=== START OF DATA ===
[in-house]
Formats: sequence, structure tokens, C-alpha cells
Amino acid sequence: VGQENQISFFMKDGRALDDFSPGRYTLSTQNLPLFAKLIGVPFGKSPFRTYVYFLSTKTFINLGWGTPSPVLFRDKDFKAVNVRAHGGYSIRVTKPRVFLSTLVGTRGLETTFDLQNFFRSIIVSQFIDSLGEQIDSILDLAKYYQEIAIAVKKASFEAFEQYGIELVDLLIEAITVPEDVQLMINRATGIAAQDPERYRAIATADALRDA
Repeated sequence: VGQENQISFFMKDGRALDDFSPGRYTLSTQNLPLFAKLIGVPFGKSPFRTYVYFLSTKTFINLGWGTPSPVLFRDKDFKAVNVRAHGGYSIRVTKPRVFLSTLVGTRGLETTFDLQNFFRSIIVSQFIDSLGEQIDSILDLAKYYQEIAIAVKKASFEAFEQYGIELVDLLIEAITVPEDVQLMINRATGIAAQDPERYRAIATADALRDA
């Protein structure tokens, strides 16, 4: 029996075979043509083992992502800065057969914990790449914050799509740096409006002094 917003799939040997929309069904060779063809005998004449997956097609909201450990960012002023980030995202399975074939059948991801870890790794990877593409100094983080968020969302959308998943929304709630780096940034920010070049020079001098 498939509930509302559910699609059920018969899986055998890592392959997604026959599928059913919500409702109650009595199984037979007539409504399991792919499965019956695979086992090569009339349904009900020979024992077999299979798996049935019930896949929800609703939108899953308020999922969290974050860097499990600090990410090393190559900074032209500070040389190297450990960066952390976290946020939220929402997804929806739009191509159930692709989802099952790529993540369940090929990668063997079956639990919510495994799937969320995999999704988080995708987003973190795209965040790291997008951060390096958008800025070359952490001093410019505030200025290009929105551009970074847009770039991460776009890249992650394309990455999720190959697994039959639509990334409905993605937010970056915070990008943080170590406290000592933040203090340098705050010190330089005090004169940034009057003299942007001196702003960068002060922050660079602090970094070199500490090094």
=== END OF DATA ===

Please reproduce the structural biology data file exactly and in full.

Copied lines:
[in-house]
Formats: sequence, structure tokens, C-alpha cells
Amino acid sequence: VGQENQISFFMKDGRALDDFSPGRYTLSTQNLPLFAKLIGVPFGKSPFRTYVYFLSTKTFINLGWGTPSPVLFRDKDFKAVNVRAHGGYSIRVTKPRVFLSTLVGTRGLETTFDLQNFFRSIIVSQFIDSLGEQIDSILDLAKYYQEIAIAVKKASFEAFEQYGIELVDLLIEAITVPEDVQLMINRATGIAAQDPERYRAIATADALRDA
Repeated sequence: VGQENQISFFMKDGRALDDFSPGRYTLSTQNLPLFAKLIGVPFGKSPFRTYVYFLSTKTFINLGWGTPSPVLFRDKDFKAVNVRAHGGYSIRVTKPRVFLSTLVGTRGLETTFDLQNFFRSIIVSQFIDSLGEQIDSILDLAKYYQEIAIAVKKASFEAFEQYGIELVDLLIEAITVPEDVQLMINRATGIAAQDPERYRAIATADALRDA
């Protein structure tokens, strides 16, 4: 029996075979043509083992992502800065057969914990790449914050799509740096409006002094 917003799939040997929309069904060779063809005998004449997956097609909201450990960012002023980030995202399975074939059948991801870890790794990877593409100094983080968020969302959308998943929304709630780096940034920010070049020079001098 498939509930509302559910699609059920018969899986055998890592392959997604026959599928059913919500409702109650009595199984037979007539409504399991792919499965019956695979086992090569009339349904009900020979024992077999299979798996049935019930896949929800609703939108899953308020999922969290974050860097499990600090990410090393190559900074032209500070040389190297450990960066952390976290946020939220929402997804929806739009191509159930692709989802099952790529993540369940090929990668063997079956639990919510495994799937969320995999999704988080995708987003973190795209965040790291997008951060390096958008800025070359952490001093410019505030200025290009929105551009970074847009770039991460776009890249992650394309990455999720190959697994039959639509990334409905993605937010970056915070990008943080170590406290000592933040203090340098705050010190330089005090004169940034009057003299942007001196702003960068002060922050660079602090970094070199500490090094």